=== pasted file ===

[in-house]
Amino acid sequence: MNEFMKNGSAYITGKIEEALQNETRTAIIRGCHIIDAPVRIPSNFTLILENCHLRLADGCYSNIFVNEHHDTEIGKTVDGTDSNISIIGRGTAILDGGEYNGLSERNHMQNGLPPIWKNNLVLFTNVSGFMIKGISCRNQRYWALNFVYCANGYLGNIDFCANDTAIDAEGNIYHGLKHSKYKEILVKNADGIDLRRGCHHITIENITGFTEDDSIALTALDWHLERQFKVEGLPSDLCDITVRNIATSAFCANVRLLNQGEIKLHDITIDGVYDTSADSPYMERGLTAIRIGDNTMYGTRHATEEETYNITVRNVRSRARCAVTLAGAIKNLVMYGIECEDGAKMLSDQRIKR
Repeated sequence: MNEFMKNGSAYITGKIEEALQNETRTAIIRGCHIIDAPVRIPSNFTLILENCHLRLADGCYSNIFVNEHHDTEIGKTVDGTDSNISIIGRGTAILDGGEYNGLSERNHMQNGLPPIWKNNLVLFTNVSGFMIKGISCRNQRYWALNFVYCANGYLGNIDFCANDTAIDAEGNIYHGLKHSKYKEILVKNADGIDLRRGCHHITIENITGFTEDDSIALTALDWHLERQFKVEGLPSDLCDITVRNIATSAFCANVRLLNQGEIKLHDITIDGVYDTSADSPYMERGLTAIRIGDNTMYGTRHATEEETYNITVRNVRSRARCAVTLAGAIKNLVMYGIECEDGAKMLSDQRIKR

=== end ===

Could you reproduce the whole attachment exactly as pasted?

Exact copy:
[in-house]
Amino acid sequence: MNEFMKNGSAYITGKIEEALQNETRTAIIRGCHIIDAPVRIPSNFTLILENCHLRLADGCYSNIFVNEHHDTEIGKTVDGTDSNISIIGRGTAILDGGEYNGLSERNHMQNGLPPIWKNNLVLFTNVSGFMIKGISCRNQRYWALNFVYCANGYLGNIDFCANDTAIDAEGNIYHGLKHSKYKEILVKNADGIDLRRGCHHITIENITGFTEDDSIALTALDWHLERQFKVEGLPSDLCDITVRNIATSAFCANVRLLNQGEIKLHDITIDGVYDTSADSPYMERGLTAIRIGDNTMYGTRHATEEETYNITVRNVRSRARCAVTLAGAIKNLVMYGIECEDGAKMLSDQRIKR
Repeated sequence: MNEFMKNGSAYITGKIEEALQNETRTAIIRGCHIIDAPVRIPSNFTLILENCHLRLADGCYSNIFVNEHHDTEIGKTVDGTDSNISIIGRGTAILDGGEYNGLSERNHMQNGLPPIWKNNLVLFTNVSGFMIKGISCRNQRYWALNFVYCANGYLGNIDFCANDTAIDAEGNIYHGLKHSKYKEILVKNADGIDLRRGCHHITIENITGFTEDDSIALTALDWHLERQFKVEGLPSDLCDITVRNIATSAFCANVRLLNQGEIKLHDITIDGVYDTSADSPYMERGLTAIRIGDNTMYGTRHATEEETYNITVRNVRSRARCAVTLAGAIKNLVMYGIECEDGAKMLSDQRIKR